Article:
We probably know that children and teens love fast food, but just how much? A new report says more than 30% of them eat fast food on a daily basis.
The National Center for Health Statistics (NCHS) under Centers for Disease Control and Prevention (CDC) has released a new report on Wednesday, Sept 16, on a 2011-2012 health survey about fast food consumption among children and teens between the ages of 2 and 19.
Upon analyses of the survey data, at least 65% said they had not consumed food. But the remaining respondents did at least 11% saying less than 25% calories came from fast food, which also included pizza. Twelve percent of them, meanwhile, obtained more than 40% of their total daily calories from fast food. There percentages hardly changed for both girls and boys.
Based on ages, respondents from 12 to 19 years old consumed calories twice as much as the younger children, who consumed 8.7% calories from fast food.
With regard to ethnic origin, the biggest consumers of fast food were non-Hispanic blacks followed by non-Hispanic whites. Hispanics got 11% of their calories from fast food while non-Hispanic Asians consumed only 8%, making them the lowest eaters in the group.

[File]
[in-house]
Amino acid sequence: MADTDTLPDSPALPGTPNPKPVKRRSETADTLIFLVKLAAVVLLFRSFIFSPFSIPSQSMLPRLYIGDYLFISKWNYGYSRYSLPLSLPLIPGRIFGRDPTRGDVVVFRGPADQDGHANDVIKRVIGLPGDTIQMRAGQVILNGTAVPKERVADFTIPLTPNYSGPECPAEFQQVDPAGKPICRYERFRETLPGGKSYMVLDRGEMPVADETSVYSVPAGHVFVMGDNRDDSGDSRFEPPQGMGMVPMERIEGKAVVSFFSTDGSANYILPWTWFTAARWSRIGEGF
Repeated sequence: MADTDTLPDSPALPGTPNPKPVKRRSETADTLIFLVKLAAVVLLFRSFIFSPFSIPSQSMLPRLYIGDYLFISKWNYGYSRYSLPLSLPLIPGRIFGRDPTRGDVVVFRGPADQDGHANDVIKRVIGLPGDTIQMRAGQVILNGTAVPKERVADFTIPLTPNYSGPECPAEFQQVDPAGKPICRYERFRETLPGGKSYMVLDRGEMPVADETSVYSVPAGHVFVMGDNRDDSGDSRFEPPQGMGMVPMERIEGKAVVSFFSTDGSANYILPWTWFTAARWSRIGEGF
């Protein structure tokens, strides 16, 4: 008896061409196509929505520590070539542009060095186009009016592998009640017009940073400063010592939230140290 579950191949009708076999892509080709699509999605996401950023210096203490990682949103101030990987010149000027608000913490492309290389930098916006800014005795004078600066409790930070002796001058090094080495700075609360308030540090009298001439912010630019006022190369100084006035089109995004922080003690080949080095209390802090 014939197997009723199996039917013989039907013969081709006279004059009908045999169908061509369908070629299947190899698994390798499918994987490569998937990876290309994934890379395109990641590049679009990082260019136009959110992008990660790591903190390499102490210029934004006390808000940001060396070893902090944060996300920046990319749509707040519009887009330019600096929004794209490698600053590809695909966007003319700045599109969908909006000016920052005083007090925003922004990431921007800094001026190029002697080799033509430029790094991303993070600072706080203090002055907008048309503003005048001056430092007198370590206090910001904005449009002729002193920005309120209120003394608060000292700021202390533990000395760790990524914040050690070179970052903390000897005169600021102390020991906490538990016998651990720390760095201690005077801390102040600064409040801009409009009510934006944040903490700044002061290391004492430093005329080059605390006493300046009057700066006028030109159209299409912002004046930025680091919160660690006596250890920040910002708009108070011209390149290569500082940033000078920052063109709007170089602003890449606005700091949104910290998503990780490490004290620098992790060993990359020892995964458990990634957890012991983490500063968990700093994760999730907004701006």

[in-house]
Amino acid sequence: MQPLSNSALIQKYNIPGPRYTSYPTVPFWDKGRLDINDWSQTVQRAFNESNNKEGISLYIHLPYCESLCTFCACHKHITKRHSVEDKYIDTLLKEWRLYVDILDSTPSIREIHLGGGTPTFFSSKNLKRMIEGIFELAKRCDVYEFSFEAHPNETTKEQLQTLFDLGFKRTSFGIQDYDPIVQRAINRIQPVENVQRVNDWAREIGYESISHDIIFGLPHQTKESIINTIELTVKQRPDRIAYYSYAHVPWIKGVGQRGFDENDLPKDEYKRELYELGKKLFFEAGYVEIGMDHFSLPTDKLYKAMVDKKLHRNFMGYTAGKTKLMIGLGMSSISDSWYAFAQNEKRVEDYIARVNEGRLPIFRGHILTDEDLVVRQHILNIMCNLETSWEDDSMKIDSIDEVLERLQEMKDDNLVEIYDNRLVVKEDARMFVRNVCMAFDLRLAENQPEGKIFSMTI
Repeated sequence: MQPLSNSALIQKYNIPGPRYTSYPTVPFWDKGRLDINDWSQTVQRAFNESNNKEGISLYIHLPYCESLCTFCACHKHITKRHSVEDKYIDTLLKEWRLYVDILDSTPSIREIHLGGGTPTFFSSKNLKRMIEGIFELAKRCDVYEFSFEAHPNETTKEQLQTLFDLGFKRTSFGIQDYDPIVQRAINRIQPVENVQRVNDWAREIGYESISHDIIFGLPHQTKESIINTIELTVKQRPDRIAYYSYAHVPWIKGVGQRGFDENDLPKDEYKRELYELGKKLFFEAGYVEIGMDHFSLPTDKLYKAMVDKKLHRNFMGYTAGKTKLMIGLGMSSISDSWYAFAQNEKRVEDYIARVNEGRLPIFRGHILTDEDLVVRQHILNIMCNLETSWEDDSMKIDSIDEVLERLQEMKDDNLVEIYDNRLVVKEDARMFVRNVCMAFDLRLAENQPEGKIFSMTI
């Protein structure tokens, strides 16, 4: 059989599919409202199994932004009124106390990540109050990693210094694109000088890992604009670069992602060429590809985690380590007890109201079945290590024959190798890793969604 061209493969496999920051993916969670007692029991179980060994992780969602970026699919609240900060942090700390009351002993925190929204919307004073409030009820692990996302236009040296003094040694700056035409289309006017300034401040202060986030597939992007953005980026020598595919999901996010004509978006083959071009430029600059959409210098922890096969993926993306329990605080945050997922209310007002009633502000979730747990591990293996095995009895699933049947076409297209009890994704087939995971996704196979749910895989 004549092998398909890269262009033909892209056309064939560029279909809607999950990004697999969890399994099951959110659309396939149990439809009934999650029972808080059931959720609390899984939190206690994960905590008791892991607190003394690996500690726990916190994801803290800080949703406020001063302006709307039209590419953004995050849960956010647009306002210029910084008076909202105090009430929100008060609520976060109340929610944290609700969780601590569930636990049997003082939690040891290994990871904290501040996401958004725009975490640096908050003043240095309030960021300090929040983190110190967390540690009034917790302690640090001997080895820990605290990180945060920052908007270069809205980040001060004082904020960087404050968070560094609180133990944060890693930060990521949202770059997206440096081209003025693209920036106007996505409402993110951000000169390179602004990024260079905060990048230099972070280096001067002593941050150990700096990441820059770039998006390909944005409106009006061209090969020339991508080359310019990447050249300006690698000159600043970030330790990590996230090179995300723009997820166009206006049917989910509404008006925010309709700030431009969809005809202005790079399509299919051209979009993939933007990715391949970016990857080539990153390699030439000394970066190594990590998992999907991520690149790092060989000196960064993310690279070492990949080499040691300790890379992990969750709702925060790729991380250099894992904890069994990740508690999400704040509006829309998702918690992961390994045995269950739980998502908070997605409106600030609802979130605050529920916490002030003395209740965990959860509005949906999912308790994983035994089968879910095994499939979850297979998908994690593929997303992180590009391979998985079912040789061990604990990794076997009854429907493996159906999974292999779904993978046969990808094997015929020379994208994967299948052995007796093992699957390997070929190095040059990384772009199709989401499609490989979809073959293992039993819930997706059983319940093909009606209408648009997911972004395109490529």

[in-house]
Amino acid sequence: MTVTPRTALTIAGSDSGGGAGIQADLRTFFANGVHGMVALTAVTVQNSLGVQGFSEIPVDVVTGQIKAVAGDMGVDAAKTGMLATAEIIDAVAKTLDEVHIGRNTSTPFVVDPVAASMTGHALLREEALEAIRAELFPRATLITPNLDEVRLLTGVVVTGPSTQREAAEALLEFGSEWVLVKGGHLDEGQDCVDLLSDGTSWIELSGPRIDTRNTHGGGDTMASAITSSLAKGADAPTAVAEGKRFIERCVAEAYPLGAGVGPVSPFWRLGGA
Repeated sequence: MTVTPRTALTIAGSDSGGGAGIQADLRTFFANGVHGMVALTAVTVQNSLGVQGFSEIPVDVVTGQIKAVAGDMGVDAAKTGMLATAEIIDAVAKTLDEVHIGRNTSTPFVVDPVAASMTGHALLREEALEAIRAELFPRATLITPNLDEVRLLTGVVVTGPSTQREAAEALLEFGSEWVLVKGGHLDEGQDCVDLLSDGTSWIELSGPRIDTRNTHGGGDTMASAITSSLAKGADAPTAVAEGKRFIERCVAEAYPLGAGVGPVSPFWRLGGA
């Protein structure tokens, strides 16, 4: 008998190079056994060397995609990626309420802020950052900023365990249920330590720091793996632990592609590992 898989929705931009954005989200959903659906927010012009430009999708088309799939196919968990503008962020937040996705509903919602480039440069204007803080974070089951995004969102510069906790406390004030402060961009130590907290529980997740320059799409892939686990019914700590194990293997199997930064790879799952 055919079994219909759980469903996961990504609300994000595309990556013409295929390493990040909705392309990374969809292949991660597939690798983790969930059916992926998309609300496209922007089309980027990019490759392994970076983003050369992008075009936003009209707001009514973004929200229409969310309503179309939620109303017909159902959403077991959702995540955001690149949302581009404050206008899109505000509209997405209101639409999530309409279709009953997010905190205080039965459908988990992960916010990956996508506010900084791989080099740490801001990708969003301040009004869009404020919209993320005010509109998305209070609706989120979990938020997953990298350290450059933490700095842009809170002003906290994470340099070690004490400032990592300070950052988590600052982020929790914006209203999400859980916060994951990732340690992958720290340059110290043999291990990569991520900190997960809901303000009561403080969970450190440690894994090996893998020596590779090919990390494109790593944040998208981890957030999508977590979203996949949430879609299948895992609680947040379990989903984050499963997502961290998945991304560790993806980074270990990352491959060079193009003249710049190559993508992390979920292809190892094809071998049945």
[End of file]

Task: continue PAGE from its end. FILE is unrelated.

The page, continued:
Social status didn't have any impact on fast food caloric consumption whether among the young children or the teens. Weight status also had no significant effect.
If there's any good news, it's that the figures are relatively similar to those of 1990 report. This may coincide with the CDC statistics on childhood obesity, which suggests prevalence within the age group is stable.
Nevertheless, the number is still too high and that childhood obesity remains a significant problem in the country. Children who are classified as overweight or obese are at a higher risk of impaired mental and social well-being, sleep apnea, high blood pressure, diabetes, and joint problems.